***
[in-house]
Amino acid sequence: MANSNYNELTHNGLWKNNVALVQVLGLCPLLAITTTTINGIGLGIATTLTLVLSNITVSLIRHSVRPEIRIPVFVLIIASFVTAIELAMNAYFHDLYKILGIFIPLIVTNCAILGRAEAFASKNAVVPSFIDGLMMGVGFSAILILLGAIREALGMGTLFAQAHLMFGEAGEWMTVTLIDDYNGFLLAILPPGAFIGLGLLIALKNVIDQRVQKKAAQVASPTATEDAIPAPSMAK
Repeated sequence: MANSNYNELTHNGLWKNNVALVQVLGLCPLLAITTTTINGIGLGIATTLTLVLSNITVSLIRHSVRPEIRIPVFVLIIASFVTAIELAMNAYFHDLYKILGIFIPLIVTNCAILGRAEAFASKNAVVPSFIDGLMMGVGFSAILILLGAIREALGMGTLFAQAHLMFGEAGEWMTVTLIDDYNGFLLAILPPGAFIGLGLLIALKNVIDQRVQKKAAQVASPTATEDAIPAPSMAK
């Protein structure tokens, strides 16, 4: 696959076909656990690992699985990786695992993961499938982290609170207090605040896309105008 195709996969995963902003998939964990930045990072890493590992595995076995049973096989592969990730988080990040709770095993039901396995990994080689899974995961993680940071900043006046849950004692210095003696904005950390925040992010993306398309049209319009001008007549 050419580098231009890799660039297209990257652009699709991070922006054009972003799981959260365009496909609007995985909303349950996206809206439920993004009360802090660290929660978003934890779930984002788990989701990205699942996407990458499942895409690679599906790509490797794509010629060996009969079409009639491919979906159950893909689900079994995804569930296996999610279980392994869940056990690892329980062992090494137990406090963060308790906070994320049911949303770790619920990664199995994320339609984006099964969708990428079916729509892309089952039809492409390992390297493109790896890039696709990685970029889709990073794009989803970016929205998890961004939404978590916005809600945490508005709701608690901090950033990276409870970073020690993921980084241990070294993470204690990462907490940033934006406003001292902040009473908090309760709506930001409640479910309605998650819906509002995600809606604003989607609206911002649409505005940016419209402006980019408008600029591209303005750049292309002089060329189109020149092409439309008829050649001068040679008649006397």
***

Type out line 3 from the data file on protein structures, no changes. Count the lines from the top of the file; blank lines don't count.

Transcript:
Repeated sequence: MANSNYNELTHNGLWKNNVALVQVLGLCPLLAITTTTINGIGLGIATTLTLVLSNITVSLIRHSVRPEIRIPVFVLIIASFVTAIELAMNAYFHDLYKILGIFIPLIVTNCAILGRAEAFASKNAVVPSFIDGLMMGVGFSAILILLGAIREALGMGTLFAQAHLMFGEAGEWMTVTLIDDYNGFLLAILPPGAFIGLGLLIALKNVIDQRVQKKAAQVASPTATEDAIPAPSMAK